17 July 2015
Peter Beaven, Chief Financial Officer, BHP Billiton
Originally Run in The Australian, 17 July 2015
In Glenda Korporaal’s piece published in The Australian on Wednesday 15 July, Rod McGeoch argues that a broader approach to responsibilities should be taken rather than ‘a narrow view that tax was just a cost to be minimised.’ At BHP Billiton, we agree. We are a global company that values our host communities, and we see our tax payments as just one part of the contribution we make to the communities in which we operate, including Australia. We are Australia’s largest taxpayer. We also contribute to the Australian economy through our payments to suppliers, wages, taxes and royalties. Last financial year this equated to around $27 billion. Of this, approximately $8.7 billion was taxes and royalties – representing an effective tax rate on our Australian operations of 30% (excluding royalties) or 45% (including royalties). BHP Billiton seeks to create sustainable value for our shareholders and for the communities in which we operate. That is why, in addition to our economic and operational contribution, during the 2014 financial year our voluntary investment in community programs totalled $263.1 million globally. In Australia alone, $89.6 million was invested in community programs, including projects focussed on small business development, education and training, health and environment.
BHP Billiton generates profits from creating a value chain: production (exploring, mining, drilling, extracting), processing, shipping and marketing. Value is generated at each step of this chain by the activities performed. We have marketing operations in Singapore – we have been very open about the functions of the marketing organisation based there and the reason for its location. Singapore is a global trading hub for many commodities and is close to the majority of our customers. It was not set up for tax minimisation reasons. We have hundreds of employees in Singapore who perform many important functions including customer sales, freight, credit risk and market forecasting for commodities like iron ore.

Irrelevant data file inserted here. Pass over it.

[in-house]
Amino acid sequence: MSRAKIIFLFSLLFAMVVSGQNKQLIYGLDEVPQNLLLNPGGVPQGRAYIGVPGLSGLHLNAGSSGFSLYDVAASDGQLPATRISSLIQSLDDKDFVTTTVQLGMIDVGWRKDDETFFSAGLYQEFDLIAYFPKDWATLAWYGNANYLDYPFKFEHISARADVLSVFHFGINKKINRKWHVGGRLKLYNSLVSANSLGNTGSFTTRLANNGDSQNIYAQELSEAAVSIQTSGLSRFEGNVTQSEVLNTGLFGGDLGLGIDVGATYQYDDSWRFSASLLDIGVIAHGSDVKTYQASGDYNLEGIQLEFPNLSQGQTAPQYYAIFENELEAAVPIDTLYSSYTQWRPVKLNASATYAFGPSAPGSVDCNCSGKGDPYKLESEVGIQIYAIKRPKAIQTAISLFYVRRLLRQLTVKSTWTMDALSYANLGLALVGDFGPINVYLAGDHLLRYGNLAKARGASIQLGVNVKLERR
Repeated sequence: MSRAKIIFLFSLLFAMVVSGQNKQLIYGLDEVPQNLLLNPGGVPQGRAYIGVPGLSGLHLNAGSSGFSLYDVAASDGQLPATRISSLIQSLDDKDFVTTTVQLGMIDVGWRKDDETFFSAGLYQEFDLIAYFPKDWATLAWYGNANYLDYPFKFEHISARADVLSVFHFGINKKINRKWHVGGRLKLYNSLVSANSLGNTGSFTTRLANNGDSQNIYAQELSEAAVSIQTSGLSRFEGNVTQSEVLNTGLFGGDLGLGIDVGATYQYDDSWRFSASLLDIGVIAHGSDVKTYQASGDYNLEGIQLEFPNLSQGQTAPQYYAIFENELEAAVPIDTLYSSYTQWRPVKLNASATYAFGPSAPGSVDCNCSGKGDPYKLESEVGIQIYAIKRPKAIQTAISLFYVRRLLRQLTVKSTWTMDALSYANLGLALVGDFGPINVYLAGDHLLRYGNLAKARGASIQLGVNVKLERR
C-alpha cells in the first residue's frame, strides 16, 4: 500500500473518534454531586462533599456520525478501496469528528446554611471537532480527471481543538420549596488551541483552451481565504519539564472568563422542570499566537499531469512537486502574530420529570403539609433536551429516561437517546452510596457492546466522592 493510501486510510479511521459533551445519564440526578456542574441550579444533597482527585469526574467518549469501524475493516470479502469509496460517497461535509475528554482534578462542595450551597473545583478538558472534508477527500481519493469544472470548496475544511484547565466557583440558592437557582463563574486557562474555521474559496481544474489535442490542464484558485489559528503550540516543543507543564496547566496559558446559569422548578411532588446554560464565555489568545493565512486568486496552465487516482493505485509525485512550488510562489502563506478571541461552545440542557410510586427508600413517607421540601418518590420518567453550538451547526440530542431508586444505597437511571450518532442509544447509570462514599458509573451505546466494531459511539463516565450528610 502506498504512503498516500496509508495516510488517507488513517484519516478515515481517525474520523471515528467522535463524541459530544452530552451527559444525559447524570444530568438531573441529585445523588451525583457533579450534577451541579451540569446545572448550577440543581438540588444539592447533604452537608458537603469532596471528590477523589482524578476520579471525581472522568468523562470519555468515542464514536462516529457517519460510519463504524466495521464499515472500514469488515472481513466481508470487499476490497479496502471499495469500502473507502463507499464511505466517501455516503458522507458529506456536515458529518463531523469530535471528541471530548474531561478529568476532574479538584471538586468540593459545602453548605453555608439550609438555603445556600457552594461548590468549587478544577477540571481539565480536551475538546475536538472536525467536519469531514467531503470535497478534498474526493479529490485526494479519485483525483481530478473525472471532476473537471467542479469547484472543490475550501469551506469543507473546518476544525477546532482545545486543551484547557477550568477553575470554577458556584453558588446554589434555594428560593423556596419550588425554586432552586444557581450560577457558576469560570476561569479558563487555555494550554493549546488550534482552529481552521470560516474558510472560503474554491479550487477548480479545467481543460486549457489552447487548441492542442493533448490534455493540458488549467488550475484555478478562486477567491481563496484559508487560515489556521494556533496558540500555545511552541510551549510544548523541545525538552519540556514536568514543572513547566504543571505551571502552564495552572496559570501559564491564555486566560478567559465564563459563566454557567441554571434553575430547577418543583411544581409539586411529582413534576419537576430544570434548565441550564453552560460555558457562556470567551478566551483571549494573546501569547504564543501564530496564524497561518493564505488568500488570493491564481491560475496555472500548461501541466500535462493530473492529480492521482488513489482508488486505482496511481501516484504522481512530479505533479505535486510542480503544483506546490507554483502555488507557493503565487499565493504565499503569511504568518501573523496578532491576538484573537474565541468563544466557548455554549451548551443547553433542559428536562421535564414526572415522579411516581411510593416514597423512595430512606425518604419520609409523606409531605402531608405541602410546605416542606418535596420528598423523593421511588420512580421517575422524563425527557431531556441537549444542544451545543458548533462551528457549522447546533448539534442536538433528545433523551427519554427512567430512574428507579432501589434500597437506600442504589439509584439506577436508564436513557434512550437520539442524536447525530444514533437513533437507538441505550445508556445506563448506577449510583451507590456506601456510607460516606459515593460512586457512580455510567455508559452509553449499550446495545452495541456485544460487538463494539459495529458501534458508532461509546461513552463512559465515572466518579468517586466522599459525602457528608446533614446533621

In 2014, BHP Billiton generated $16.2 billion of profit in Australia from the production and processing of Australian commodities – all subject to Australian tax. In the same year, our Singapore marketing organisation generated $1 billion in profits, mostly from the sale of Australian-sourced commodities but also from BHP Billiton operations in other countries. Around 58 per cent (in line with our dual listed ownership structure between Australia and the UK) of the profit generated in Singapore from the sale of Australian commodities is taxed back in Australia as a result of the Controlled Foreign Companies rules. Accordingly, almost 100 per cent of the profit from the sale of Australian commodities, from production to end customer, is subject to Australian tax.
BHP Billiton pays its fair share of tax both in Australia and the many other jurisdictions in which it operates around the world. We are committed to transparency and are proud to have been named the world’s most transparent mining company by Transparency International in 2014. Later this year we will release our first global tax and transparency report. In the meantime, we welcome informed public debate on this important issue.